For several generations of Cubans, the motto “Seremos como el Che (We will be like Che),” which elementary school students’ say every morning, is a tribute and commitment to the Heroic Guerrilla Ernesto Guevara de la Serna. However, it is possible that many do not know it was uttered for the first time on October 18, 1967, in a massive rally at the Revolution Square.
Fifty-six years ago, at the solemn evening to pay posthumous tribute to Commander Ernesto Che Guevara, assassinated in Bolivia after fighting wounded until his last bullet, Commander in Chief Fidel Castro Ruz made immortal that phrase in his eulogy.
“If we want to express how we aspire our revolutionary fighters, our militants, our men to be, we must say without hesitation of any kind: May they be like Che! If we want to express how we want the men of future generations to be, we must say: May they be like Che! If we want to say how we want our children to be educated, we must say without hesitation: We want them to be educated in the spirit of Che! If we want a model of man, a model of man that does not belong to this time, a model of man that belongs to the future, I heartily say that model without a single stain in his conduct, without a single stain in his attitude, without a single stain in his performance, that model is Che! If we want to express how we want our children to be, we must say with all the heart of vehement revolutionaries: We want them to be like Che!,” Fidel emphasized.
In that emotional moment, almost a million Cubans present in the Plaza de la Revolución, with moist eyes, shouted: “We will be like Che,” a patriotic commitment that would become part of the salute to the flag and the national anthem of the Cuban elemetary school students from that moment on.
Fidel outlined the main features of Che’s personality and his impressive trajectory since he became, together with him and Raul, the third expeditionary combatant of the Granma yacht, and then in the liberation war in the Sierra Maestra and at the head of the invading column.
“One of his essential characteristics was his immediate, instantaneous willingness to offer himself to carry out the most dangerous mission. And it, naturally, aroused admiration, double admiration for that comrade who fought alongside us, who was not born in this land, who was a man of profound ideas, who was a man in whose mind boiled dreams of struggle in other parts of the continent and, nevertheless, that altruism, that selflessness, that willingness to always do the most difficult thing, to constantly risk his life,” Fidel said.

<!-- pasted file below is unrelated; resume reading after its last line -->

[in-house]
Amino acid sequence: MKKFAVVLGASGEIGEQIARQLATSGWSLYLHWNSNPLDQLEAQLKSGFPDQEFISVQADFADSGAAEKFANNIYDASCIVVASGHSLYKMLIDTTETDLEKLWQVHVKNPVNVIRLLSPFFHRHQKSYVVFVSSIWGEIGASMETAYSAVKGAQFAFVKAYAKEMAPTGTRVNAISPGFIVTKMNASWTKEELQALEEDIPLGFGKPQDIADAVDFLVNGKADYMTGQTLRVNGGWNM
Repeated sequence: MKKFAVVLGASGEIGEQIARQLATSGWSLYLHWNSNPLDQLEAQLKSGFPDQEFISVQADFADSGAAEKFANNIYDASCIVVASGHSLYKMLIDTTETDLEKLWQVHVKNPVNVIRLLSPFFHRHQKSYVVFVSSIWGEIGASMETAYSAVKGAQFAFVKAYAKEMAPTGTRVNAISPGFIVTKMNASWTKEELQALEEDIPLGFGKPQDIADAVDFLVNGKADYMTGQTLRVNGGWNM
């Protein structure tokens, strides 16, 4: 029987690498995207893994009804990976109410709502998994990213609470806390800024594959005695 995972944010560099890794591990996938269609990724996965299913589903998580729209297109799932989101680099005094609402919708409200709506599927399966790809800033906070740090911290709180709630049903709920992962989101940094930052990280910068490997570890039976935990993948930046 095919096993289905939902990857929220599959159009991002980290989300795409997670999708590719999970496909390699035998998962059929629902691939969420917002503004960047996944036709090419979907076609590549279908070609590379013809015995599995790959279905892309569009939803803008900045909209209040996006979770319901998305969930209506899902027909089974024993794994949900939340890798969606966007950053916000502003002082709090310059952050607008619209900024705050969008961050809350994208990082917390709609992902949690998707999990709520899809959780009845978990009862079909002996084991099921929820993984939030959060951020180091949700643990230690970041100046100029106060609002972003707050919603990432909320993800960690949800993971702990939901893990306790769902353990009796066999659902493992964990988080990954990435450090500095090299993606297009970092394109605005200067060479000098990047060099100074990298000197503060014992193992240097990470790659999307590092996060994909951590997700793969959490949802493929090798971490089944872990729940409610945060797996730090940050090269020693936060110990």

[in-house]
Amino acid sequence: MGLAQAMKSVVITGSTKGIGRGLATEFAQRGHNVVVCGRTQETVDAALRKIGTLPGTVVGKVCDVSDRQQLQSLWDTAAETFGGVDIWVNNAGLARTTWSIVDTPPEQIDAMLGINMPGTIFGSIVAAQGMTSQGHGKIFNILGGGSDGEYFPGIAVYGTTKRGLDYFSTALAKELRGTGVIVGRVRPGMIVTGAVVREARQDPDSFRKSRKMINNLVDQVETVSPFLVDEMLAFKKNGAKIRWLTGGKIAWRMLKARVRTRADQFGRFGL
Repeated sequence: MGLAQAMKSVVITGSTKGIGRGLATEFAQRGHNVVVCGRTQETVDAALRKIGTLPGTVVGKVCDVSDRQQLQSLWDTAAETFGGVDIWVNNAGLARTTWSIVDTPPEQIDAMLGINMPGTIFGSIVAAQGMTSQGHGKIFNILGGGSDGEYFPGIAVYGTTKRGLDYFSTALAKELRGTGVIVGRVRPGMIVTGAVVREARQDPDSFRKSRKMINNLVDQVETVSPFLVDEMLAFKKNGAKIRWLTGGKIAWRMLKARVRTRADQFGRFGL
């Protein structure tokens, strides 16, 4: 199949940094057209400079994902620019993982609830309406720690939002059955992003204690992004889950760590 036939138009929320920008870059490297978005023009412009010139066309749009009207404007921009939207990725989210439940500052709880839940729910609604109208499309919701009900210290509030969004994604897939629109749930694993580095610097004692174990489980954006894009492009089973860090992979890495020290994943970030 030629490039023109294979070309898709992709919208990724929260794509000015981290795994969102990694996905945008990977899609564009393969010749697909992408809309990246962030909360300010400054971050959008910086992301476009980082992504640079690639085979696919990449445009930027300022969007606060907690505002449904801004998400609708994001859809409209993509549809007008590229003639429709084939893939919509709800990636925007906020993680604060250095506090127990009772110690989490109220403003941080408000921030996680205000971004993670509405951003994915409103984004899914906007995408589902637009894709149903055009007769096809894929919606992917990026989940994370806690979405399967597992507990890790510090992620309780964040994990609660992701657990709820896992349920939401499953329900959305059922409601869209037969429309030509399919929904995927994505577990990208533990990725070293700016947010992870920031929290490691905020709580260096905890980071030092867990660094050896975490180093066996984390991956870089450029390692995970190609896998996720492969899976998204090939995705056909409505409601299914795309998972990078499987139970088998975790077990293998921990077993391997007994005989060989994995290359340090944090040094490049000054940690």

“That was how he earned the ranks of Commander and chief of the second column organized in the Sierra Maestra; that was how his prestige began to grow, how he began to acquire his fame as a magnificent combatant that he had to take to the highest ranks in the course of the war.
“Che was an unsurpassable soldier; Che was an unsurpassable chief; Che was, from the military point of view, an extraordinarily capable, extraordinarily courageous, extraordinarily aggressive man. If as a guerrilla fighter he had an Achilles’ heel, that Achilles’ heel was his excessive aggressiveness, it was his absolute disregard for danger,” he stressed.
“The enemies intend to draw conclusions from his death,” Fidel warned.
“Che was a master of war, Che was an artist of the guerrilla struggle! And he showed it countless times, but he demonstrated it above all in two extraordinary feats, one was the invasion to central Cuba at the head of a column, pursued by thousands of soldiers through absolutely flat and unknown territory, carrying out – together with Camilo (Cienfuegos, commander) – a formidable military feat. Moreover, he demonstrated it in his withering campaign in Las Villas; and he demonstrated it, above all, in his audacious attack on the city of Santa Clara, penetrating with a column of barely 300 men into a city defended by tanks, artillery and several thousand infantry soldiers,” he said.
“Those two feats consecrate him as an extraordinarily capable leader, as a master, as an artist of revolutionary warfare,” Fidel stressed.
“The death of Che -as we were saying a few days ago- is a hard blow, it is a tremendous blow for the revolutionary movement, in that it deprives it without any doubt of its most experienced and capable leader,” said the historic leader of the Cuban Revolution.
“However, those who sing victory are mistaken. Those who believe that his death is the defeat of his ideas, the defeat of his tactics, the defeat of his guerrilla conceptions, the defeat of his theses, are mistaken. Because that man who fell as a mortal man, as a man who exposed himself many times to bullets, as a military man, as a leader, is a thousand times more capable than those who killed him with a stroke of luck.”
Fidel reminded current and future generations of Cubans, Latin Americans and fighters for justice all over the world that Che “left us his revolutionary thinking, his revolutionary virtues, his character, his will, his tenacity, his working spirit. In a word, he left us his example! And Che‘s example should be a model for our people, Che‘s example should be the ideal model for our people!
“New chiefs will arise. And men, receptive ears and outstretched hands will need leaders who will emerge from the ranks of the people, as leaders have emerged in all revolutions. Che has left the world a heritage, a great heritage, and from that heritage we -who knew him so closely- can be to a considerable degree his heirs,” emphasized Commander in Chief Fidel Castro Ruz, anticipating what has happened since then, what is happening today and will always happen in millions of fighters in Cuba and, all over the world, who feel Che’s heirs.